How to Stop Collection Calls

Tips to Help You Put an End to Endless Calls From Collection Agents

While there are laws in place to protect consumers from creditor harassment, oftentimes collection agents can push the limits, leaving you feeling scared and overwhelmed.

Collection agents are often relentless and will continue to harass customers until they pay up. From threatening letters to non-stop calls at home and at work, an already stressful situation can feel much worse with this continuous harassment.

But there are ways you can regain control of your financial situation, learn your rights, and put an end to the harassing phone calls once and for all. Keep reading to learn more.

Who Are Collection Agents?

Collection agents are tasked with getting you to pay off your debts. If you don’t pay off your debts or negotiate with them, they will continue to contact you.

Collectors can either work directly for the creditor you owe money to, known as first-party collectors. Or, they can work for the agency the debt has been assigned to for collection, known as third-party collectors or agency collectors.

Agency collectors are usually paid a commission, so the more money they collect from debtors, the more money they make, which is why some can get aggressive.

What Are Collection Agents Allowed To Do?

In Ontario, collection agents are allowed to do a credit search on you and register the debt to your credit report—which can negatively affect your credit score.

Collection agents are also allowed to contact:


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  • On Sundays between 1 p.m. and 5 p.m. local time; and,
  • Mondays to Saturdays, between 7 a.m. and 9 p.m. local time


Your spouse, family member, relative, friend, or neighbour if:

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  • They want to confirm your contact information;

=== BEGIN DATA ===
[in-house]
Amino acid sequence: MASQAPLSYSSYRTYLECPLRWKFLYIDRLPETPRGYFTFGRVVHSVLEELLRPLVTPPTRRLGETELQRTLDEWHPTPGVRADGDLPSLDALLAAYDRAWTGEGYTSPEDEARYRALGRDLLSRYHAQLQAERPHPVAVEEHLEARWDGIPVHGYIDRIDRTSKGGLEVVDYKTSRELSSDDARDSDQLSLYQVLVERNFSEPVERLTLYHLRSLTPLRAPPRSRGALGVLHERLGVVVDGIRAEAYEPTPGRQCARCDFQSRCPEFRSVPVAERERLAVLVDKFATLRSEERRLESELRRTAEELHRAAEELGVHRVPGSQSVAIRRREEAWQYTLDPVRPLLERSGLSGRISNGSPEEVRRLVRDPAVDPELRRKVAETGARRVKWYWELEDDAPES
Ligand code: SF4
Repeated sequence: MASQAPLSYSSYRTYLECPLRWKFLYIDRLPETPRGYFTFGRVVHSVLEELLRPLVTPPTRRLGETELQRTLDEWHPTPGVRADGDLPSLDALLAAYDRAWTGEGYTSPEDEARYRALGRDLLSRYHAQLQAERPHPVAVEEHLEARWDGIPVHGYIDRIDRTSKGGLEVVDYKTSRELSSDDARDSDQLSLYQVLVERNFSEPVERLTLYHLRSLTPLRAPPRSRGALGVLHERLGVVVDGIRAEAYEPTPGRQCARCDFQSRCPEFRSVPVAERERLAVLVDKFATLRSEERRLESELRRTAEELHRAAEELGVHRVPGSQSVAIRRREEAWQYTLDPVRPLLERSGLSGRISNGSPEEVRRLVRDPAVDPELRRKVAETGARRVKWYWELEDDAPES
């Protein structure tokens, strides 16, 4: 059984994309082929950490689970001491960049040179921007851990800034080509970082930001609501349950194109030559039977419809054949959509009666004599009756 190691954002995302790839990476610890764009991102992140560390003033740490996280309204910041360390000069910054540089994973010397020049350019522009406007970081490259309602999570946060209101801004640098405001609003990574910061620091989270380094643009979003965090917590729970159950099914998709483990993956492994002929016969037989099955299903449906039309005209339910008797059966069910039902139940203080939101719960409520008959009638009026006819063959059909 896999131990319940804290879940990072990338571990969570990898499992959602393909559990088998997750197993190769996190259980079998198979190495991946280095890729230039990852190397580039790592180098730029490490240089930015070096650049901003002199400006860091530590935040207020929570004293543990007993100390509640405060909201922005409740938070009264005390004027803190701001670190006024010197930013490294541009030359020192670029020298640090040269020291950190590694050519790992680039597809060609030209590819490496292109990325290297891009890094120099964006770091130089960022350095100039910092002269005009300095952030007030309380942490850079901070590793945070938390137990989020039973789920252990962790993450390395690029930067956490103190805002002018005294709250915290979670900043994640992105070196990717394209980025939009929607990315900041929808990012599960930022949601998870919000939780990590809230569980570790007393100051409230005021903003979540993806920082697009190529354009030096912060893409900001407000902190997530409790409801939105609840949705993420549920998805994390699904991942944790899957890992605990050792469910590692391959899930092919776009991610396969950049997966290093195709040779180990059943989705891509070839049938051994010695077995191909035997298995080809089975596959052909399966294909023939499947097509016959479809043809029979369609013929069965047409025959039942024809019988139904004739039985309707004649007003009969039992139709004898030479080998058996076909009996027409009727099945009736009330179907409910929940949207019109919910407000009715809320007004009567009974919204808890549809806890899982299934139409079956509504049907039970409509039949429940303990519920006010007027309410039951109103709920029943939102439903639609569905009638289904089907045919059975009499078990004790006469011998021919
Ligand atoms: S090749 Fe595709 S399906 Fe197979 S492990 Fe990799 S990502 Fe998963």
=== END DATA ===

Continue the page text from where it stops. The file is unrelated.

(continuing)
• The person they contact is a guarantor—has co-signed—to pay your debt; or,
  • You have given the collection agency written permission to do so.


Your employer if:

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  • They are calling to confirm your employment status (one time only);
  • They are calling about a court order or wage garnishment;
  • Your employer is a guarantor/co-signer on your debt; or,
  • You have given the collection agency written permission to do so.


Collection agents are not allowed to:

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  • Contact you on a statutory holiday;
  • Contact you more than three times in seven days without your consent;
  • Charge you any fees;
  • Harass or pressure you;
  • Use coercive, threatening, profane, or intimidating language;
  • Give false or misleading information to any person, including your family, friends, or employer;
  • Suggest that a creditor take legal action against you without informing you of their plan to make this recommendation.


Steps To Take To Take Control And Stop Collection Calls And Harassment

Follow these steps to end those collection calls once and for all.

Identify Your Debts

The first step is to figure out what debt the creditor or collection agency is calling you about. Check your credit report and any accounts you might be behind on, and ask the collection agent:

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  • Who does this alleged debt belong to?
  • Which creditor is tied to this account?
  • What is the amount of this alleged debt?
  • When did the account go into default?


The collection agent might be calling you about a debt that you’ve already paid off. Or, they might be calling you about someone else’s account with the same name as yours.